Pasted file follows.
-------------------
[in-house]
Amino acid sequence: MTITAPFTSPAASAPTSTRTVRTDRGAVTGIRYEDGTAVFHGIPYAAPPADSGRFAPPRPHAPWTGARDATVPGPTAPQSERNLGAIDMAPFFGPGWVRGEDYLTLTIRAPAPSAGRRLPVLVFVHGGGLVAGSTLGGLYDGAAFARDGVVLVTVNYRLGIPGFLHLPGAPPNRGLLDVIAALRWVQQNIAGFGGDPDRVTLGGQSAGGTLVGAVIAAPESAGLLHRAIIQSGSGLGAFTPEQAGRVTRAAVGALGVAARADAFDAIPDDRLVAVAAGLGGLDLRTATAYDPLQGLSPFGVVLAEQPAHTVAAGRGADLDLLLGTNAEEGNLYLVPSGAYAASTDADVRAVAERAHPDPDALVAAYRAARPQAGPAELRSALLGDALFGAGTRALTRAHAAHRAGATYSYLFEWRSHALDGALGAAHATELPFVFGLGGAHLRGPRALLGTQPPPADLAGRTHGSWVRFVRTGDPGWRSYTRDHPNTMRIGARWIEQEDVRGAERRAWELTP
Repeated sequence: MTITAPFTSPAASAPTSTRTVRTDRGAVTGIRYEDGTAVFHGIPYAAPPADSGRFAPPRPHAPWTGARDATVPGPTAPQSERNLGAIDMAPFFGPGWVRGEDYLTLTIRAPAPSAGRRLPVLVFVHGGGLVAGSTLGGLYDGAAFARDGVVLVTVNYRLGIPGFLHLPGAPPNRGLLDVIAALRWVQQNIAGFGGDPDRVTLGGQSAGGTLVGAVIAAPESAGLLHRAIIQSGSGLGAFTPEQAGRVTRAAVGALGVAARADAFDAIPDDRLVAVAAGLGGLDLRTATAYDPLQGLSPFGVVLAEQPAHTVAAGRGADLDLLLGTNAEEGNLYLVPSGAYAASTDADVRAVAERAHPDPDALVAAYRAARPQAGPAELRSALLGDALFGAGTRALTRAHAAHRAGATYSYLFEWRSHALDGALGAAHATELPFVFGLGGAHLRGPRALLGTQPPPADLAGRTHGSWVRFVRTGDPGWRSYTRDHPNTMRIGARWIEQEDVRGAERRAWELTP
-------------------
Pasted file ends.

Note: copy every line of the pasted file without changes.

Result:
[in-house]
Amino acid sequence: MTITAPFTSPAASAPTSTRTVRTDRGAVTGIRYEDGTAVFHGIPYAAPPADSGRFAPPRPHAPWTGARDATVPGPTAPQSERNLGAIDMAPFFGPGWVRGEDYLTLTIRAPAPSAGRRLPVLVFVHGGGLVAGSTLGGLYDGAAFARDGVVLVTVNYRLGIPGFLHLPGAPPNRGLLDVIAALRWVQQNIAGFGGDPDRVTLGGQSAGGTLVGAVIAAPESAGLLHRAIIQSGSGLGAFTPEQAGRVTRAAVGALGVAARADAFDAIPDDRLVAVAAGLGGLDLRTATAYDPLQGLSPFGVVLAEQPAHTVAAGRGADLDLLLGTNAEEGNLYLVPSGAYAASTDADVRAVAERAHPDPDALVAAYRAARPQAGPAELRSALLGDALFGAGTRALTRAHAAHRAGATYSYLFEWRSHALDGALGAAHATELPFVFGLGGAHLRGPRALLGTQPPPADLAGRTHGSWVRFVRTGDPGWRSYTRDHPNTMRIGARWIEQEDVRGAERRAWELTP
Repeated sequence: MTITAPFTSPAASAPTSTRTVRTDRGAVTGIRYEDGTAVFHGIPYAAPPADSGRFAPPRPHAPWTGARDATVPGPTAPQSERNLGAIDMAPFFGPGWVRGEDYLTLTIRAPAPSAGRRLPVLVFVHGGGLVAGSTLGGLYDGAAFARDGVVLVTVNYRLGIPGFLHLPGAPPNRGLLDVIAALRWVQQNIAGFGGDPDRVTLGGQSAGGTLVGAVIAAPESAGLLHRAIIQSGSGLGAFTPEQAGRVTRAAVGALGVAARADAFDAIPDDRLVAVAAGLGGLDLRTATAYDPLQGLSPFGVVLAEQPAHTVAAGRGADLDLLLGTNAEEGNLYLVPSGAYAASTDADVRAVAERAHPDPDALVAAYRAARPQAGPAELRSALLGDALFGAGTRALTRAHAAHRAGATYSYLFEWRSHALDGALGAAHATELPFVFGLGGAHLRGPRALLGTQPPPADLAGRTHGSWVRFVRTGDPGWRSYTRDHPNTMRIGARWIEQEDVRGAERRAWELTP